UPDATE: I’m in long-term testing with the P600 and P800, and both are very good printers that are significantly better than the R3000 & 3880 (respectively) that they replace. While they are too new to have great ICC profile support – yet – that will inevitably come over the next year as 3880 and 4900 owners are moving to these printers at a rapid pace.

Ron, just tell me which one you like best!

Epson SureColor P800
Epson SureColor P800 (B&H and Amazon)

I wish I could, but this is like comparing Nikon to Canon cameras – again, both are great products but there’s a lot of variables that come into play when deciding which is right for you. The same holds true here. The Canon PRO-10 and Epson SureColor P600 are the best starter printers on the market and they are sure to make you fall in love instantly! The Epson SureColor P800 kicks it up a notch to give you pro performance without the massive footprint of the 4900. Canon’s new imagePROGRAF PRO-1000 is very likely going to be a great alternative to the P800, so it’s a great time for printing!

I can also state, without hesitation, that I think the Canon LUCIA/LUCIA EX models and Epson K3™/UltraChrome HDR models are the best photographic printers on the market – PERIOD! I do find the Canon printers to be MUCH easier to use and I’ve never had any clogging problems (whereas I can’t use the 4900 without spending 30 minutes addressing clogging problems).

In addition, as I stated earlier, I think Epson has the advantage in both screening technology and availability of great printer profiles (although the PRO-1 marketing team did a brilliant job of getting a ton of fantastic profiles for third party papers for it too). There’s also better third party RIP software for the Epson printers (3880 and up), so if that is important to you then Epson is the way to go. Products like like ColorByte ImagePrint also make brilliant prints, offer free great paper profiles and fantastic features like hot folders which make it a great solution for the office environment where you want drag and drop photo printing.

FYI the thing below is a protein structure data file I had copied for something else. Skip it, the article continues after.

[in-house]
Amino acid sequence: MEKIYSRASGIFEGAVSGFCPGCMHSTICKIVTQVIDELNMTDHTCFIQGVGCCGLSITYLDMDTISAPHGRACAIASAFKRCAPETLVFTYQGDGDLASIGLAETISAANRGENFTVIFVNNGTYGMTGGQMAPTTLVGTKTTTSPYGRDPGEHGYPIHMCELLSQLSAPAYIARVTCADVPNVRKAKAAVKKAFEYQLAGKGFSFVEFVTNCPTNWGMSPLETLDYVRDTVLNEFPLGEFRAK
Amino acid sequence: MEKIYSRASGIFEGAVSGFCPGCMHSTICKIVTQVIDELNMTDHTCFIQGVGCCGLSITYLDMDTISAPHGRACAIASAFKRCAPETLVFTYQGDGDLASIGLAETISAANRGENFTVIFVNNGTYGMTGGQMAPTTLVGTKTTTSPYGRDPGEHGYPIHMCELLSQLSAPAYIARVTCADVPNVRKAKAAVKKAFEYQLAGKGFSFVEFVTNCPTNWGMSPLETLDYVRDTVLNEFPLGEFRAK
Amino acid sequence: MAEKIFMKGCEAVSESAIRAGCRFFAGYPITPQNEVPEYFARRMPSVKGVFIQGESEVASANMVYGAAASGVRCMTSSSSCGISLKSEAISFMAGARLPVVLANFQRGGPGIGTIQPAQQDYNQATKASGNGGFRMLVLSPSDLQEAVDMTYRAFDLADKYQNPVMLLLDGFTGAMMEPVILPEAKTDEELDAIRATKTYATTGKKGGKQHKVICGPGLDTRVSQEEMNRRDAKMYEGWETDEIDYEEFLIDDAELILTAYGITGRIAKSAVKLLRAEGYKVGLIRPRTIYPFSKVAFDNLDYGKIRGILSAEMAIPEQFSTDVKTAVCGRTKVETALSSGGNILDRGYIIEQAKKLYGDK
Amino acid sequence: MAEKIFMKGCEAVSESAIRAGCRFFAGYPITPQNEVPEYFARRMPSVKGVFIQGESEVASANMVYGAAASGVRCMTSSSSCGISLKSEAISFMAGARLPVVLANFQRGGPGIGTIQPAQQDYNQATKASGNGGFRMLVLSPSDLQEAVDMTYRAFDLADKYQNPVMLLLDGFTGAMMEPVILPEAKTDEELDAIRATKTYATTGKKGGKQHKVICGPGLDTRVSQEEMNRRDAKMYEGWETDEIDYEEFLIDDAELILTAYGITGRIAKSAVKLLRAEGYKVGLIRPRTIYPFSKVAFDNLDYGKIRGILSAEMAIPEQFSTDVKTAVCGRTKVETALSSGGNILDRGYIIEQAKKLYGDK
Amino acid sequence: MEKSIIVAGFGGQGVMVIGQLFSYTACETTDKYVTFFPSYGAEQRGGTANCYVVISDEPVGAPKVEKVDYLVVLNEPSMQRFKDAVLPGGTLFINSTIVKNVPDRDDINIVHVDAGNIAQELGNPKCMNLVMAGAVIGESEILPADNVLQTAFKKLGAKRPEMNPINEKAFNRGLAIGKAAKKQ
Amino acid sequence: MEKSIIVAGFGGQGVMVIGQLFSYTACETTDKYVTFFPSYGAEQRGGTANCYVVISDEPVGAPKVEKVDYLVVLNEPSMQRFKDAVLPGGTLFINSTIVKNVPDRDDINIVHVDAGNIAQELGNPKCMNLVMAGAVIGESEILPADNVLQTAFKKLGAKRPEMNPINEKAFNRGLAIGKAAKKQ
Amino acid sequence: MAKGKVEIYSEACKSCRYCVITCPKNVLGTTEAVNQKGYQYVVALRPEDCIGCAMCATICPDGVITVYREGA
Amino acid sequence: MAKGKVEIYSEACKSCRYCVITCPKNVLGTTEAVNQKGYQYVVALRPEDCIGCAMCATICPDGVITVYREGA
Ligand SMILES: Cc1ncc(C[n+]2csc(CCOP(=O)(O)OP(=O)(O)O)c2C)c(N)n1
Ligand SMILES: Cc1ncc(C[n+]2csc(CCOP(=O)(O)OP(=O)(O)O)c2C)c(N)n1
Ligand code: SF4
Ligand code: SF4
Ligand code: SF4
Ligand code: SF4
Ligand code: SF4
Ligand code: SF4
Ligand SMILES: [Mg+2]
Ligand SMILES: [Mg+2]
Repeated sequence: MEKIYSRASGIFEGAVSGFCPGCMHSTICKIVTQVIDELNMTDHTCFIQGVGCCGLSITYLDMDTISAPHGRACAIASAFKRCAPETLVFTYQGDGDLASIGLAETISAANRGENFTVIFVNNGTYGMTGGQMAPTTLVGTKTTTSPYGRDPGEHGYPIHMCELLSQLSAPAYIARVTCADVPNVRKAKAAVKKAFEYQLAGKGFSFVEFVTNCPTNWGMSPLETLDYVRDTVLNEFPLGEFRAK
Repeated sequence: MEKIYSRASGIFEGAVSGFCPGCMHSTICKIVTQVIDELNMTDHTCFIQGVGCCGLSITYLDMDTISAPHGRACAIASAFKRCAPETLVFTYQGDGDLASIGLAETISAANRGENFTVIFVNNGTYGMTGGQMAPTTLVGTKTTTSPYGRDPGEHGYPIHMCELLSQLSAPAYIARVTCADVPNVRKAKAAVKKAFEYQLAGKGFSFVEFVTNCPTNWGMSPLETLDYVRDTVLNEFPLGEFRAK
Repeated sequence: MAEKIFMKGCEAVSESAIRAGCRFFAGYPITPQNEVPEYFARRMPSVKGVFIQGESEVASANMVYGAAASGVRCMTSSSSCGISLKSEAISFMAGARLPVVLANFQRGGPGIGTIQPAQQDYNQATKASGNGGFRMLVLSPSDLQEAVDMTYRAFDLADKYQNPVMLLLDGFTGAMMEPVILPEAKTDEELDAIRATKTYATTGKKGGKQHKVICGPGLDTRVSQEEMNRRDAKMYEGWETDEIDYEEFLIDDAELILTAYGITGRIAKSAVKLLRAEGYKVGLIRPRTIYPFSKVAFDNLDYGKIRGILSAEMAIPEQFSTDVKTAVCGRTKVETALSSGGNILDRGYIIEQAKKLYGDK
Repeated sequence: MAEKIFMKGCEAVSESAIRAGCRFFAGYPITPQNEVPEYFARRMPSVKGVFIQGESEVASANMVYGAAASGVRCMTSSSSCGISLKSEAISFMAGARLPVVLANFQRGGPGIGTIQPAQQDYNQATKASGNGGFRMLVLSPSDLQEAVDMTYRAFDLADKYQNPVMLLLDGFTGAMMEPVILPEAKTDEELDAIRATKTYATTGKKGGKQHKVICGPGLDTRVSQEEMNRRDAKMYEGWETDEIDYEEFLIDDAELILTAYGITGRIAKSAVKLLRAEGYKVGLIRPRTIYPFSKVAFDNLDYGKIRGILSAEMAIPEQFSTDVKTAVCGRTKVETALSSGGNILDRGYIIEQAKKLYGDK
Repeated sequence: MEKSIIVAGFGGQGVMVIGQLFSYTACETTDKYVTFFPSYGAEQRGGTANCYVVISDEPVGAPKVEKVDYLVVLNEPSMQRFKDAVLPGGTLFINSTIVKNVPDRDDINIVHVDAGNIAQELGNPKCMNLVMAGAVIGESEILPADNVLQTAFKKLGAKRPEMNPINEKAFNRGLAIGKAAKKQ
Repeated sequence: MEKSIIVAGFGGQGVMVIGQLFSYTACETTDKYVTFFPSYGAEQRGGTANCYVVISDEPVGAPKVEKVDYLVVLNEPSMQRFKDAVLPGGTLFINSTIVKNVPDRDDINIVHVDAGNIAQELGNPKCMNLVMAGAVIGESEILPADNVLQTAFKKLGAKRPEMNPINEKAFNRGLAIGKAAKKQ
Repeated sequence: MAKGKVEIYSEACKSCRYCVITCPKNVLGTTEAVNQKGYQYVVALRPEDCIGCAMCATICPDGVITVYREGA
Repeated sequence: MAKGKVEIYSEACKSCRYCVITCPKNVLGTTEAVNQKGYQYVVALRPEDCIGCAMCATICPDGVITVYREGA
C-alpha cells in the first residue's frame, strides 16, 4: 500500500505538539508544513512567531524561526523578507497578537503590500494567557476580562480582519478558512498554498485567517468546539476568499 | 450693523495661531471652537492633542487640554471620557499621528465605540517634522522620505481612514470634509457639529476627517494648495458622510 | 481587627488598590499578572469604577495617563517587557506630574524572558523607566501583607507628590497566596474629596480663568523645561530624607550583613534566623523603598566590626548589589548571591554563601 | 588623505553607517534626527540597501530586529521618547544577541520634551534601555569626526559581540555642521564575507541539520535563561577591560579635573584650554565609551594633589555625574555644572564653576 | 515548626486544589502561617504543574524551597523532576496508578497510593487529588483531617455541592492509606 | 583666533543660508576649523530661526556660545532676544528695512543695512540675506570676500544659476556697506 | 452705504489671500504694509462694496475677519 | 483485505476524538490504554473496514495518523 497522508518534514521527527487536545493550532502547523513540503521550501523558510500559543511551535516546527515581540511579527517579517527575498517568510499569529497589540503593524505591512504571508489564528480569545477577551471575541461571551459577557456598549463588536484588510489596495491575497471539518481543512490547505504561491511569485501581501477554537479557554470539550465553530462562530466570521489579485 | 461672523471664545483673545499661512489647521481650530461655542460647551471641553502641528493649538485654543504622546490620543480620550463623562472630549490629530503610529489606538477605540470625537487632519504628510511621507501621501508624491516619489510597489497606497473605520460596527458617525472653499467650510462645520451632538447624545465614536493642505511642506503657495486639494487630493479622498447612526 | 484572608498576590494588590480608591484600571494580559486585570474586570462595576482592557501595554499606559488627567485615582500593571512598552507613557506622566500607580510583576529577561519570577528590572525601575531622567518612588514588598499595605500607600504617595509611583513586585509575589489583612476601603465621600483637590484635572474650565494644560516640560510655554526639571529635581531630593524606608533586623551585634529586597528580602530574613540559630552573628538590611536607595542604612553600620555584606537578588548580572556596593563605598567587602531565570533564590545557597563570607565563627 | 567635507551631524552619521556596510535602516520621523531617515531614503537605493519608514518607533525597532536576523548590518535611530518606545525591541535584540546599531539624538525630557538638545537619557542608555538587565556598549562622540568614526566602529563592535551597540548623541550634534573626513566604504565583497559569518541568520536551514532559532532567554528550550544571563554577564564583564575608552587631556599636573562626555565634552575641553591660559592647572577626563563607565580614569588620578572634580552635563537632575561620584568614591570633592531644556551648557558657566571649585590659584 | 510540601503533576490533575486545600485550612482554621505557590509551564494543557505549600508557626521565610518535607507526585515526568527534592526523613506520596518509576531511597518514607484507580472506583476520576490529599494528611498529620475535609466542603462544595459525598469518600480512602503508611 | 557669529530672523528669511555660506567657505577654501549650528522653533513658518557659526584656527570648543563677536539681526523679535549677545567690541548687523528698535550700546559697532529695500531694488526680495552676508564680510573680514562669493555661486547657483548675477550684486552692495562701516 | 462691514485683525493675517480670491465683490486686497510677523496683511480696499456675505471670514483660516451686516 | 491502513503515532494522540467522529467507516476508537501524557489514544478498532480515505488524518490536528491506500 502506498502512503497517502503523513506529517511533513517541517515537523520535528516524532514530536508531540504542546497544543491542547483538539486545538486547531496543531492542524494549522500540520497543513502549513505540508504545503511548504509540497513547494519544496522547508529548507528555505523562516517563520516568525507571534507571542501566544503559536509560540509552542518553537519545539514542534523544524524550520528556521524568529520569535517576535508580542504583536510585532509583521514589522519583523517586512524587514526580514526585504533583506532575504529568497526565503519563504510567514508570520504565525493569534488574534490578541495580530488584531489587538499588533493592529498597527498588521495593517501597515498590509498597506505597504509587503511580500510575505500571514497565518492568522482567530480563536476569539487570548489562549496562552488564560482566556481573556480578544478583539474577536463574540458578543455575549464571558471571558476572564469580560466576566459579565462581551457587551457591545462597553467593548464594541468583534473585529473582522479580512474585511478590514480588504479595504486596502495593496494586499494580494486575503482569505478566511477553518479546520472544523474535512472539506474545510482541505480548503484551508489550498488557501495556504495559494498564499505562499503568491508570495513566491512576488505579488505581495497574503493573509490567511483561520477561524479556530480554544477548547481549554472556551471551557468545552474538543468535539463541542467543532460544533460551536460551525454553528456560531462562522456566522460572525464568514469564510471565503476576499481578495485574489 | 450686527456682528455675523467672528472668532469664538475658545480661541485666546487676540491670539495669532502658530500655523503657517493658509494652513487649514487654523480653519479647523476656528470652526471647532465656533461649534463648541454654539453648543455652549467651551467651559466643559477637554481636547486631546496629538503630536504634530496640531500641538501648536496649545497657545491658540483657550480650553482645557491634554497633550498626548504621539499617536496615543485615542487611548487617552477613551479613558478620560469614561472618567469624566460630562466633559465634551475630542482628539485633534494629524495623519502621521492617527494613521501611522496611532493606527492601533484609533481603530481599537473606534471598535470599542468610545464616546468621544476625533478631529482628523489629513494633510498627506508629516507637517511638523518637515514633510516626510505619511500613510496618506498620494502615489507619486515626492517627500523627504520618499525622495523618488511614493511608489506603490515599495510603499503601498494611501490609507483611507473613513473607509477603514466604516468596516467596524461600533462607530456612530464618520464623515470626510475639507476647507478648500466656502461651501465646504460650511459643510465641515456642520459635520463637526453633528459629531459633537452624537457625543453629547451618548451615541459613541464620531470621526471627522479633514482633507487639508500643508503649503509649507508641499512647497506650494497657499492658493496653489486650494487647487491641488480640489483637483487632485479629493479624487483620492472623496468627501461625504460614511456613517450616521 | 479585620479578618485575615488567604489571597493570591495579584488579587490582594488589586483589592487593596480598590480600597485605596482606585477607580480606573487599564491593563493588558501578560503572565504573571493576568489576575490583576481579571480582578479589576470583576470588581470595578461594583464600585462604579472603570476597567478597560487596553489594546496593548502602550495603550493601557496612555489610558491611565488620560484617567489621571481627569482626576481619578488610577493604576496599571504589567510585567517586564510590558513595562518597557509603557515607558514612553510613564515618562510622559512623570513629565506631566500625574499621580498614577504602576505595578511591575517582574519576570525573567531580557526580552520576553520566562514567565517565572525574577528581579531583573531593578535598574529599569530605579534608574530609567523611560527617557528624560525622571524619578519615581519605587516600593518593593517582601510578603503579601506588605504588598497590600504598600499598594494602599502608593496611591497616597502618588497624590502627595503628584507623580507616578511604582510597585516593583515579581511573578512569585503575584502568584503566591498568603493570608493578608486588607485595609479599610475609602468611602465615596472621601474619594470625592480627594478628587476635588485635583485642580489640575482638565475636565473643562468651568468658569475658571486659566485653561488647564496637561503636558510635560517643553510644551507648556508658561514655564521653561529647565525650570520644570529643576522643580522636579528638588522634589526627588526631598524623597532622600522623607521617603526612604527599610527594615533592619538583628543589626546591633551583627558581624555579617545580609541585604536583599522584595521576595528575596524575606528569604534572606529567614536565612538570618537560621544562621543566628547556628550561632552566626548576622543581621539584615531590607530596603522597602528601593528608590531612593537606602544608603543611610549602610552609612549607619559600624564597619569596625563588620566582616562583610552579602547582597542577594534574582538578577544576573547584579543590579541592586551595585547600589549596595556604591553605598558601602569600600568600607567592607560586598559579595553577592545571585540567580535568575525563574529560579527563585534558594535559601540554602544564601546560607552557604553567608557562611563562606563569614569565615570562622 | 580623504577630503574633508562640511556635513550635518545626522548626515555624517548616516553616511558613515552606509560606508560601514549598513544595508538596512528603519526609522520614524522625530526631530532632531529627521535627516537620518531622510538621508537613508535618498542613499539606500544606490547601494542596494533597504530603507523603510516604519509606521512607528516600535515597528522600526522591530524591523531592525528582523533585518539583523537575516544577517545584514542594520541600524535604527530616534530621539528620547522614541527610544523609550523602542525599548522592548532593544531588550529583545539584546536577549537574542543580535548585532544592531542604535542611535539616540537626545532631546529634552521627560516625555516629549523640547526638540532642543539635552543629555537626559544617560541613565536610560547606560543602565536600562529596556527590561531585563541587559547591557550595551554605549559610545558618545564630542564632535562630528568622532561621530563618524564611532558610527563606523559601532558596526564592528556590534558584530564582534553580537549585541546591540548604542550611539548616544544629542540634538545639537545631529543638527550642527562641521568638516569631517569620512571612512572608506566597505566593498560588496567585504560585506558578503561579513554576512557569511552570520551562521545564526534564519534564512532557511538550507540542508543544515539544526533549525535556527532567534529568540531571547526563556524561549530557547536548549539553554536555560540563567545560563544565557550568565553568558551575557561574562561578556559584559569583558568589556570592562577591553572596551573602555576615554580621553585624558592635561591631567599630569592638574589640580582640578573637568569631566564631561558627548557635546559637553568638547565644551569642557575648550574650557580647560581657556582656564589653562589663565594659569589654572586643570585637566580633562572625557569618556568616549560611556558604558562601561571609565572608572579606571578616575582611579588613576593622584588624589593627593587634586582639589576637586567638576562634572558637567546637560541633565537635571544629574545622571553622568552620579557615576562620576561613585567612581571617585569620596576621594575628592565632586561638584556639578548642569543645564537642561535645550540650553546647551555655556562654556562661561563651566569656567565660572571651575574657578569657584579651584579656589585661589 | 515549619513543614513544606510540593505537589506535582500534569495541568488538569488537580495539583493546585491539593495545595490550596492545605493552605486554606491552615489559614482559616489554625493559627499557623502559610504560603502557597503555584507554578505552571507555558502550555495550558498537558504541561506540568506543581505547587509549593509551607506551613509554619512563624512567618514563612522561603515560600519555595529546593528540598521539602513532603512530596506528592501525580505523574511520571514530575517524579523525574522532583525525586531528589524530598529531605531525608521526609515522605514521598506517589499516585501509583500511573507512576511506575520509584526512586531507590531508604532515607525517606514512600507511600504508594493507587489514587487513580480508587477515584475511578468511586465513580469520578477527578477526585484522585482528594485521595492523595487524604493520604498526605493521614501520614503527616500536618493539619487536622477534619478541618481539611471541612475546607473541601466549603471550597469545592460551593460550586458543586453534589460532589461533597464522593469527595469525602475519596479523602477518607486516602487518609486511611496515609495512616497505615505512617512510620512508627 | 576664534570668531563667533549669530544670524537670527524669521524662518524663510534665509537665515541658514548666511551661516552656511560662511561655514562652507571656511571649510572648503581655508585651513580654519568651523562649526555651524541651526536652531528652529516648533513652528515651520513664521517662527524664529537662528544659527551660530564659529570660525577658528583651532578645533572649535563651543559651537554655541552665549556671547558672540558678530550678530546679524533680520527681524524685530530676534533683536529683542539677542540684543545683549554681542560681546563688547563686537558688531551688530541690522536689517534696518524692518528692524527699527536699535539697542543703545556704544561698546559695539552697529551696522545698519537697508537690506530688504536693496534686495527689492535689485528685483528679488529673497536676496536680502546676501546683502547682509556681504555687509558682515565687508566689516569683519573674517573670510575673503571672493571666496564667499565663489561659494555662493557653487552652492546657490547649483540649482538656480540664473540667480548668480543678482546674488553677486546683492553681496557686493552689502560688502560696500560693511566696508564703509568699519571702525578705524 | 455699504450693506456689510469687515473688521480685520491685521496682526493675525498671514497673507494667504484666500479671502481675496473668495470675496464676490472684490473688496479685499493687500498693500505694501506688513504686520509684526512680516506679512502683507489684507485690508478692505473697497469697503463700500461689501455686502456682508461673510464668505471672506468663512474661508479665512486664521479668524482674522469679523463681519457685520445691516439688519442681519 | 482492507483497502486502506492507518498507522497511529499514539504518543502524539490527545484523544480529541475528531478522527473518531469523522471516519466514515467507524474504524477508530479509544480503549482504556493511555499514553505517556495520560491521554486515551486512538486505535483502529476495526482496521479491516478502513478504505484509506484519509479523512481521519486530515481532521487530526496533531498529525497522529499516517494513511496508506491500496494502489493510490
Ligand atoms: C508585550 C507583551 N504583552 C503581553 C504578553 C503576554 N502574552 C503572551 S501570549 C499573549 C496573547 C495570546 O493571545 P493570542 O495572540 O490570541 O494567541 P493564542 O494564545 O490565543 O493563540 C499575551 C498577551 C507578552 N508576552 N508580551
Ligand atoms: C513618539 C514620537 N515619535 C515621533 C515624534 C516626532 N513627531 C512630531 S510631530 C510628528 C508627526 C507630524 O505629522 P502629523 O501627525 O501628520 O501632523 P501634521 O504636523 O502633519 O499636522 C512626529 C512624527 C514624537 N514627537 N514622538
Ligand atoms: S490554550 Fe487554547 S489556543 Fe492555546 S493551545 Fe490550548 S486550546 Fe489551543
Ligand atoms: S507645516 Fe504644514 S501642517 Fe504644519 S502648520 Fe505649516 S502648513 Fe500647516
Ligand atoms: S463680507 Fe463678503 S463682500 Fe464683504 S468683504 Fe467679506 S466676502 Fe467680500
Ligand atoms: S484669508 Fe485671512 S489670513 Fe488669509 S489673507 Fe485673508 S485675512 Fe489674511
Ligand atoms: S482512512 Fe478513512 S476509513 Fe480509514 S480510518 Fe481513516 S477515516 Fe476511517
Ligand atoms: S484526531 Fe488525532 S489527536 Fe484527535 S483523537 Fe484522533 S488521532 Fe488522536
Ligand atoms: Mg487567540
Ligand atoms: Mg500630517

Canon iPF6450
Canon iPF6450 – Large Print Heaven!
iPF6400, iPF6450, iPF8400 and iPF9400 at B&H
iPF6400, iPF6450, iPF8400 and iPF9400 at Amazon

Please check out my printer reviews and printing series page for more information. Here’s my reviews so far:

If I could only pick one it would have to be the P800 simply because it produces near 4900 quality prints via a easy to use wireless configuration that was a snap to setup. It’s just stupid easy to get going making fantastic prints. If the Canon PIXMA PRO-1 was wireless, then it would have easily been my first choice due to its outstanding color and black and white performance – so I can’t wait to review the  new imagePROGRAF PRO-1000. With all of these new printers, Epson loses it’s edge in a mature ICC paper profile base, so it’s domination will certainly be challenged by Canon in the next couple years.

My next choice would probably be the iPF6450 because it’s go large, or go home! The Canon LUCIA EX ink set is fantastic, and this printer is a dream to use (the Photoshop Export Module and Accounting Manager are brilliant)!.

For Black & White prints on the PRO-1 (Adorama, Amazon, or B&H) are delicious so if I was a black and white only print master then I’d be hard pressed not to own the PRO-1 (mainly due the advantage of the clear Chroma optimizer ink). As a result, I’m suspecting the new  imagePROGRAF PRO-1000 will do very well in this category despite the fact that P800 is extremely impressive too.